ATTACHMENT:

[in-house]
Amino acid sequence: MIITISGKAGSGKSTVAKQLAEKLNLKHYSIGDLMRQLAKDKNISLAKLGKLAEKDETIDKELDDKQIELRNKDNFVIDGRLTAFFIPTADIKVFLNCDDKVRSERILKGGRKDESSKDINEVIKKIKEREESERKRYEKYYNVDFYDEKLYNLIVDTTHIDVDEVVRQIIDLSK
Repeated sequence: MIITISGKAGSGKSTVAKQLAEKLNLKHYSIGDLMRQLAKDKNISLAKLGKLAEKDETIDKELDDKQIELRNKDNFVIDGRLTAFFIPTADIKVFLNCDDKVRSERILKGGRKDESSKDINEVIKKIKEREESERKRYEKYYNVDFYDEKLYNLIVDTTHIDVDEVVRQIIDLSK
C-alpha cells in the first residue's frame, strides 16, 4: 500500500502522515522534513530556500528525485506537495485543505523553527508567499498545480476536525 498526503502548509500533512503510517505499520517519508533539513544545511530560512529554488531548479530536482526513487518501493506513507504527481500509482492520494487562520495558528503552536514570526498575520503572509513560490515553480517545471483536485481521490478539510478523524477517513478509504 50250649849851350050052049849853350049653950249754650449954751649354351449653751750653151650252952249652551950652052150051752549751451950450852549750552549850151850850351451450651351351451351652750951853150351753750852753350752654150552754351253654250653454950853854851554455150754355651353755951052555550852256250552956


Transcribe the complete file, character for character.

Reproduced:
[in-house]
Amino acid sequence: MIITISGKAGSGKSTVAKQLAEKLNLKHYSIGDLMRQLAKDKNISLAKLGKLAEKDETIDKELDDKQIELRNKDNFVIDGRLTAFFIPTADIKVFLNCDDKVRSERILKGGRKDESSKDINEVIKKIKEREESERKRYEKYYNVDFYDEKLYNLIVDTTHIDVDEVVRQIIDLSK
Repeated sequence: MIITISGKAGSGKSTVAKQLAEKLNLKHYSIGDLMRQLAKDKNISLAKLGKLAEKDETIDKELDDKQIELRNKDNFVIDGRLTAFFIPTADIKVFLNCDDKVRSERILKGGRKDESSKDINEVIKKIKEREESERKRYEKYYNVDFYDEKLYNLIVDTTHIDVDEVVRQIIDLSK
C-alpha cells in the first residue's frame, strides 16, 4: 500500500502522515522534513530556500528525485506537495485543505523553527508567499498545480476536525 498526503502548509500533512503510517505499520517519508533539513544545511530560512529554488531548479530536482526513487518501493506513507504527481500509482492520494487562520495558528503552536514570526498575520503572509513560490515553480517545471483536485481521490478539510478523524477517513478509504 50250649849851350050052049849853350049653950249754650449954751649354351449653751750653151650252952249652551950652052150051752549751451950450852549750552549850151850850351451450651351351451351652750951853150351753750852753350752654150552754351253654250653454950853854851554455150754355651353755951052555550852256250552956